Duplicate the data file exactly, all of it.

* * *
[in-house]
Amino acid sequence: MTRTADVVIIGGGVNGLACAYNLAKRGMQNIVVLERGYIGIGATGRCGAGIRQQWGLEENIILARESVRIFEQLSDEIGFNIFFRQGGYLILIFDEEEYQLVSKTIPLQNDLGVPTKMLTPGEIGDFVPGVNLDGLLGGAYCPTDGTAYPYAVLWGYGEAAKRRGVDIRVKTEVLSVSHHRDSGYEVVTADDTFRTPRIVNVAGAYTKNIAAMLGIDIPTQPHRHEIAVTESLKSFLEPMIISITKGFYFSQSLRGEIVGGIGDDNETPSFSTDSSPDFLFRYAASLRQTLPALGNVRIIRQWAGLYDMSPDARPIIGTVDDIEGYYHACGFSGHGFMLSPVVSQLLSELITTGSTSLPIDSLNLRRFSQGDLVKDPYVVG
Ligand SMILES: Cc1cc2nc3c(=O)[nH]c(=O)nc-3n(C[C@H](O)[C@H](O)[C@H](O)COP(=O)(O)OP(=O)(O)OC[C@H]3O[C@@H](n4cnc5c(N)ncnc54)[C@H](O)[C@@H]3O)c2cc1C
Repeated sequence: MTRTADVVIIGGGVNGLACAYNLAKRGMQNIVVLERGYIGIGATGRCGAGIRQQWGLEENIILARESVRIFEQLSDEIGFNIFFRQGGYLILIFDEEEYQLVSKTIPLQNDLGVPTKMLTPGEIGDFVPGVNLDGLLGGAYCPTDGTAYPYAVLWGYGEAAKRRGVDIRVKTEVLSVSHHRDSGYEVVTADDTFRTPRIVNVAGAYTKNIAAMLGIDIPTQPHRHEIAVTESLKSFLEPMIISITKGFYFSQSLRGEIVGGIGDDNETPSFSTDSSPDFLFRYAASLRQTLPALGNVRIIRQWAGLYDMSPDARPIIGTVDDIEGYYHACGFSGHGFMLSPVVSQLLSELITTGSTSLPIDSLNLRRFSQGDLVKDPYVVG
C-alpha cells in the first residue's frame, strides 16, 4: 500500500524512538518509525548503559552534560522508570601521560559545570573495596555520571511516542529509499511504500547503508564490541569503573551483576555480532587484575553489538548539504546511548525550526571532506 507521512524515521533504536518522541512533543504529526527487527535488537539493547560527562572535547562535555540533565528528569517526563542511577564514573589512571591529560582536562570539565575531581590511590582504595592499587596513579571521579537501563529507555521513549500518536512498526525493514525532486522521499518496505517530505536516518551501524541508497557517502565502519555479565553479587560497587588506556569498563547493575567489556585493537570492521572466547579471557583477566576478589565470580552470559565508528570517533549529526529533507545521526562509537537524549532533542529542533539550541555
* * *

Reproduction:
[in-house]
Amino acid sequence: MTRTADVVIIGGGVNGLACAYNLAKRGMQNIVVLERGYIGIGATGRCGAGIRQQWGLEENIILARESVRIFEQLSDEIGFNIFFRQGGYLILIFDEEEYQLVSKTIPLQNDLGVPTKMLTPGEIGDFVPGVNLDGLLGGAYCPTDGTAYPYAVLWGYGEAAKRRGVDIRVKTEVLSVSHHRDSGYEVVTADDTFRTPRIVNVAGAYTKNIAAMLGIDIPTQPHRHEIAVTESLKSFLEPMIISITKGFYFSQSLRGEIVGGIGDDNETPSFSTDSSPDFLFRYAASLRQTLPALGNVRIIRQWAGLYDMSPDARPIIGTVDDIEGYYHACGFSGHGFMLSPVVSQLLSELITTGSTSLPIDSLNLRRFSQGDLVKDPYVVG
Ligand SMILES: Cc1cc2nc3c(=O)[nH]c(=O)nc-3n(C[C@H](O)[C@H](O)[C@H](O)COP(=O)(O)OP(=O)(O)OC[C@H]3O[C@@H](n4cnc5c(N)ncnc54)[C@H](O)[C@@H]3O)c2cc1C
Repeated sequence: MTRTADVVIIGGGVNGLACAYNLAKRGMQNIVVLERGYIGIGATGRCGAGIRQQWGLEENIILARESVRIFEQLSDEIGFNIFFRQGGYLILIFDEEEYQLVSKTIPLQNDLGVPTKMLTPGEIGDFVPGVNLDGLLGGAYCPTDGTAYPYAVLWGYGEAAKRRGVDIRVKTEVLSVSHHRDSGYEVVTADDTFRTPRIVNVAGAYTKNIAAMLGIDIPTQPHRHEIAVTESLKSFLEPMIISITKGFYFSQSLRGEIVGGIGDDNETPSFSTDSSPDFLFRYAASLRQTLPALGNVRIIRQWAGLYDMSPDARPIIGTVDDIEGYYHACGFSGHGFMLSPVVSQLLSELITTGSTSLPIDSLNLRRFSQGDLVKDPYVVG
C-alpha cells in the first residue's frame, strides 16, 4: 500500500524512538518509525548503559552534560522508570601521560559545570573495596555520571511516542529509499511504500547503508564490541569503573551483576555480532587484575553489538548539504546511548525550526571532506 507521512524515521533504536518522541512533543504529526527487527535488537539493547560527562572535547562535555540533565528528569517526563542511577564514573589512571591529560582536562570539565575531581590511590582504595592499587596513579571521579537501563529507555521513549500518536512498526525493514525532486522521499518496505517530505536516518551501524541508497557517502565502519555479565553479587560497587588506556569498563547493575567489556585493537570492521572466547579471557583477566576478589565470580552470559565508528570517533549529526529533507545521526562509537537524549532533542529542533539550541555